Drama central! If any of them stood up to adjust themselves, another one would rob an egg. Every morning most of them would go out for breakfast, and then there would be lamentations when they came back and their eggs had been swiped by another hen.
With all this egg roulette, it’s a wonder any hatched- they were a little too well attended. By luck of the draw or else quiet persistence, this one brown lady had the eggs on hatch day. Two hatched, and one died, and then another hatched late. Phew! I’m awfully glad there’s two, because chicks do so much better when they have siblings.
Mama is SO relaxed, and just because it’s so easy to do, I’ve popped them into the greenhouse. At night I collect them in their cardboard box and lock them into a coop, and in the morning I slide them out, peeping out of their mom’s fluff at me, and I carry the box into the GH, where they spend the day without any conflict, competition, or threats.This is the summer of Cheeklings. Last summer was a raft of Puffcheeks’ offspring, and now all those Pufflings are grownups, sitting on sawhorses and laying eggs. This year, when Cheeks recovered and started laying eggs again, I promptly set all of them under hens, to save Cheeks’ legacy. Now I have lots of them. Seven? Of course some will be roos, and some look less like Cheeks than their father, but I should have some Jr. Cheeks hens.
Nosey the Nosy thinks that I have a chicken-shaped void in my life, and she’s the chicken to fill it. I see that you don’t have a house chicken at the moment. I’d like to leave my resumé.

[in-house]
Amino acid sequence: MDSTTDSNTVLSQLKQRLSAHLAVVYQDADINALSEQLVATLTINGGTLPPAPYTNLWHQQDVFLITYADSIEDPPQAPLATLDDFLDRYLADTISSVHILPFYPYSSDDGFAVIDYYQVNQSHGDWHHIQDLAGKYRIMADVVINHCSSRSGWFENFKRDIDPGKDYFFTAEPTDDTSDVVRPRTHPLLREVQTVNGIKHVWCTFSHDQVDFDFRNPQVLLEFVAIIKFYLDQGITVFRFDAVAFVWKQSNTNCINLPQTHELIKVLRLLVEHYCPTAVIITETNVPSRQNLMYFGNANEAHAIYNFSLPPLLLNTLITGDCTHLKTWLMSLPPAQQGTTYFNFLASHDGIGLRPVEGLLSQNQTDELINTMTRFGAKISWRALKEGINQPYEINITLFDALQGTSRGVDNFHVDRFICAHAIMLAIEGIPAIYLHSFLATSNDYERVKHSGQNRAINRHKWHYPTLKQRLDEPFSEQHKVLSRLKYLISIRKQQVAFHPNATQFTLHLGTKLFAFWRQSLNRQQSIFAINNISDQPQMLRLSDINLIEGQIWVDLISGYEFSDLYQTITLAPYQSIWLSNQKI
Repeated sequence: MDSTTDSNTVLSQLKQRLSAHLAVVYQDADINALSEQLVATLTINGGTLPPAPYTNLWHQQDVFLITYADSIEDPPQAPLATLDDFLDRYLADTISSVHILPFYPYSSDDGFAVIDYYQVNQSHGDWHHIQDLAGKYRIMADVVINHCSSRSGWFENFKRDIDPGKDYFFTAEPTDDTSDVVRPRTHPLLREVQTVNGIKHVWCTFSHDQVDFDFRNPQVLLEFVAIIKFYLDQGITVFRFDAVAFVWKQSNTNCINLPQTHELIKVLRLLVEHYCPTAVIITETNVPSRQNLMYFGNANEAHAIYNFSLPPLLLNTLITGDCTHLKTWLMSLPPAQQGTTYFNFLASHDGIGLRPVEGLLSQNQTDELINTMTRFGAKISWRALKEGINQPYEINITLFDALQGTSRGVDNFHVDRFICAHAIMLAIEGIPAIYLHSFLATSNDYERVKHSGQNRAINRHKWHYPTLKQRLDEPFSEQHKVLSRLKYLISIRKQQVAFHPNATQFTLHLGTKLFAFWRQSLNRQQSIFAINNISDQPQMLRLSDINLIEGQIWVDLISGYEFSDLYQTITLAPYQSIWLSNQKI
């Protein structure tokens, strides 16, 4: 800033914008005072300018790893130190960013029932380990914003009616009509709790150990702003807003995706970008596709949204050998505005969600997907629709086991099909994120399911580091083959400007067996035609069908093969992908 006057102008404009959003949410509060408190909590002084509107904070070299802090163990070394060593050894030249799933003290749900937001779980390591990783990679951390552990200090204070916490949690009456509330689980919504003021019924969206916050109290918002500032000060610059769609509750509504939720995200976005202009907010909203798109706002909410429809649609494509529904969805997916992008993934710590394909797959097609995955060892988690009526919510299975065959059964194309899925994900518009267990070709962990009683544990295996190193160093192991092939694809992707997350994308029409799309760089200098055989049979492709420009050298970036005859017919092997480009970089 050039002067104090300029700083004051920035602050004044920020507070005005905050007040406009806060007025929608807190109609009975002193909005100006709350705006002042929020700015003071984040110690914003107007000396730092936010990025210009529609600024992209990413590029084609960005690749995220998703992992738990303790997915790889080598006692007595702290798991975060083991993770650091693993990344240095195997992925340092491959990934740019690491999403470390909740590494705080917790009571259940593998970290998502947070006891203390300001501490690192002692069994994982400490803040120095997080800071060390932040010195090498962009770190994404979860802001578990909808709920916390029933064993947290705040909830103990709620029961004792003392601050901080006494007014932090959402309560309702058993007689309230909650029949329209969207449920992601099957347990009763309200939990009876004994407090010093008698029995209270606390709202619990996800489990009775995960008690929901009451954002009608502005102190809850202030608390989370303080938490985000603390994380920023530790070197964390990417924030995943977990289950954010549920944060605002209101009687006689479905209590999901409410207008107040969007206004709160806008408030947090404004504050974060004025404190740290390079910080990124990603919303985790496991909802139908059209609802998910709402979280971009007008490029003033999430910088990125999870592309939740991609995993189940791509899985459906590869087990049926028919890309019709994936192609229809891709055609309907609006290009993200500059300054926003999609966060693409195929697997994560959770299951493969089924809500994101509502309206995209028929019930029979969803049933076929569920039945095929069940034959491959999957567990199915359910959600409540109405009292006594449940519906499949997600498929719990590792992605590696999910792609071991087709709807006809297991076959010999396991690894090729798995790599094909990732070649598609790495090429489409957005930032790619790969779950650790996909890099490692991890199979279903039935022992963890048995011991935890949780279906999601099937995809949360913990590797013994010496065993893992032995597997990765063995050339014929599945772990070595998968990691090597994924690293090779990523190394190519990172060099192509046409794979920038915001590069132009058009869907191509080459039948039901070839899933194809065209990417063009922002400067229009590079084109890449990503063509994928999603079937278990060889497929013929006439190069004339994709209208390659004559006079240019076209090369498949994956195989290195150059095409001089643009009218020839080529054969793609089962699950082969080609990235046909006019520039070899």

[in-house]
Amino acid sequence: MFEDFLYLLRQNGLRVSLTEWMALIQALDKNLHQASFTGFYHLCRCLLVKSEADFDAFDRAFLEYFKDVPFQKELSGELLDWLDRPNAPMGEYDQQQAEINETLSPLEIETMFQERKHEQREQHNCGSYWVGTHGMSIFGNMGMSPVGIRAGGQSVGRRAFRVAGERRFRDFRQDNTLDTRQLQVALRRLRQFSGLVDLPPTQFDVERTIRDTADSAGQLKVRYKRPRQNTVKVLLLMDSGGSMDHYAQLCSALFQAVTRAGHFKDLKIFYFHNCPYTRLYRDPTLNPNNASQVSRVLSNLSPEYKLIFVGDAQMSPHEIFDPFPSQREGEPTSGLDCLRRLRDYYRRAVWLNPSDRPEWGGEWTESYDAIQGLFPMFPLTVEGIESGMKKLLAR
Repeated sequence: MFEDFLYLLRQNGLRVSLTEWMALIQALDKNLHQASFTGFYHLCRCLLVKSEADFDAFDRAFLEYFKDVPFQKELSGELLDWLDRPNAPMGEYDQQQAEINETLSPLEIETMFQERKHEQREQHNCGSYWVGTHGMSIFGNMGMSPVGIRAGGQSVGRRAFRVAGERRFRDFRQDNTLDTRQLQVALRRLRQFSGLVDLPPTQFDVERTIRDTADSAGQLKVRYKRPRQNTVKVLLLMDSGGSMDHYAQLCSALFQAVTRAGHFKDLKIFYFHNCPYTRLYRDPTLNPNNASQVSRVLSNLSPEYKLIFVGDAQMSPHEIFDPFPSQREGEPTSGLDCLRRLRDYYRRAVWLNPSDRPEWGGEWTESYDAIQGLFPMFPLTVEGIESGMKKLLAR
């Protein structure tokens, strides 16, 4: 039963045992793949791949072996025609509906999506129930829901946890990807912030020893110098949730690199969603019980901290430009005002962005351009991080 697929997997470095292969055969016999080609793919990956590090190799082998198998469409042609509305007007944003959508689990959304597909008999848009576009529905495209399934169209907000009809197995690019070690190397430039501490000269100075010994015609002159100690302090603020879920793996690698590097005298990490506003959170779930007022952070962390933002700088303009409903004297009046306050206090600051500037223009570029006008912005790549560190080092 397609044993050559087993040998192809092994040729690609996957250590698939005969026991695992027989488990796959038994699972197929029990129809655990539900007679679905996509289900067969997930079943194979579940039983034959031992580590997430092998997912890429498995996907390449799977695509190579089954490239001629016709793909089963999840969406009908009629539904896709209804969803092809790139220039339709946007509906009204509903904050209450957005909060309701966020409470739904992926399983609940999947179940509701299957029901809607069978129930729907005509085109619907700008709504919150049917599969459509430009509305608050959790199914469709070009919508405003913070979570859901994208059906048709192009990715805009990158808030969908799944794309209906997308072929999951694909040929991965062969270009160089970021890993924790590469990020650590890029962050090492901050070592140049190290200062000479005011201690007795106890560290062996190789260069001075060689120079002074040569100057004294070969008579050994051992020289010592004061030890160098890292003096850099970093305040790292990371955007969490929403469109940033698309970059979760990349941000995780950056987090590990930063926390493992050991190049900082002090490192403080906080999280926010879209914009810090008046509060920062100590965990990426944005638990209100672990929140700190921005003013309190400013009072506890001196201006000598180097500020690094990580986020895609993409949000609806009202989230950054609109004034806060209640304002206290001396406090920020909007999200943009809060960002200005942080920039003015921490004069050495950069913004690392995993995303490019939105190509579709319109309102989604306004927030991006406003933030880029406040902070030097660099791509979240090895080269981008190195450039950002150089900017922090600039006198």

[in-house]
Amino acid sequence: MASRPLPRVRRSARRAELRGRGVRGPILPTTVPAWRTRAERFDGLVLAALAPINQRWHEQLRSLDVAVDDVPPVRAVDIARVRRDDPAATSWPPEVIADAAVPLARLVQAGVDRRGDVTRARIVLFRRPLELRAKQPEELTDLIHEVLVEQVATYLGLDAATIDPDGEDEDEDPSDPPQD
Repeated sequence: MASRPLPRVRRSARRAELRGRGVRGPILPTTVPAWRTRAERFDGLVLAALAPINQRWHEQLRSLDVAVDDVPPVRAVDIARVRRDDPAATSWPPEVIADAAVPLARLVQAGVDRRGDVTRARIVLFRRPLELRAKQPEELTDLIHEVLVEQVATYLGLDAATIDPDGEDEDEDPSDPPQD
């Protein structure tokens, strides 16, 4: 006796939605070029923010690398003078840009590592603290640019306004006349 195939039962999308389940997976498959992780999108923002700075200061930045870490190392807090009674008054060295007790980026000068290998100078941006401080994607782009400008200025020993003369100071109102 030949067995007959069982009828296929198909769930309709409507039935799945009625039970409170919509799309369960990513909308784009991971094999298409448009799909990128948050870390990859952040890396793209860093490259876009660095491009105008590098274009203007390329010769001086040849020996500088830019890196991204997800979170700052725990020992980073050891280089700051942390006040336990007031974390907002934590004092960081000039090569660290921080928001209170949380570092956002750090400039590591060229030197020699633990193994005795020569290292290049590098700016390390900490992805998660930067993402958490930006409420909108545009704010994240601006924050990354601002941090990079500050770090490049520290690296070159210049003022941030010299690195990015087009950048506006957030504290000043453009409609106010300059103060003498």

It’s true, it’s been a long time since Cheeks moved out. Nosey has an unusual degree of interest in the house. With the door always open and the screen on, she spends a lot of time standing on the threshold looking in.And riffling the screen with her beak.I know this opens somehow!
She work from one side to the other, worrying it. She hasn’t figured it out yet though.
Until the day a screen magnet snapped to the door, holding the screen open.
She strolled around the mud room for some time, inspecting, looking around. The “up” things were really interesting. As were the knots in the wood.
I let her be.
I was walking back and forth to the door, and she’d look at me and walk towards the door (I was just leaving!), then watch me, and seeing I wasn’t actually shooing her out, turn around and resume inspection (Well in that case I don’t mind if I stay). Who says chickens aren’t smart.
Inspecting the boot tray.
She stayed in the mud room, just peeking into the house.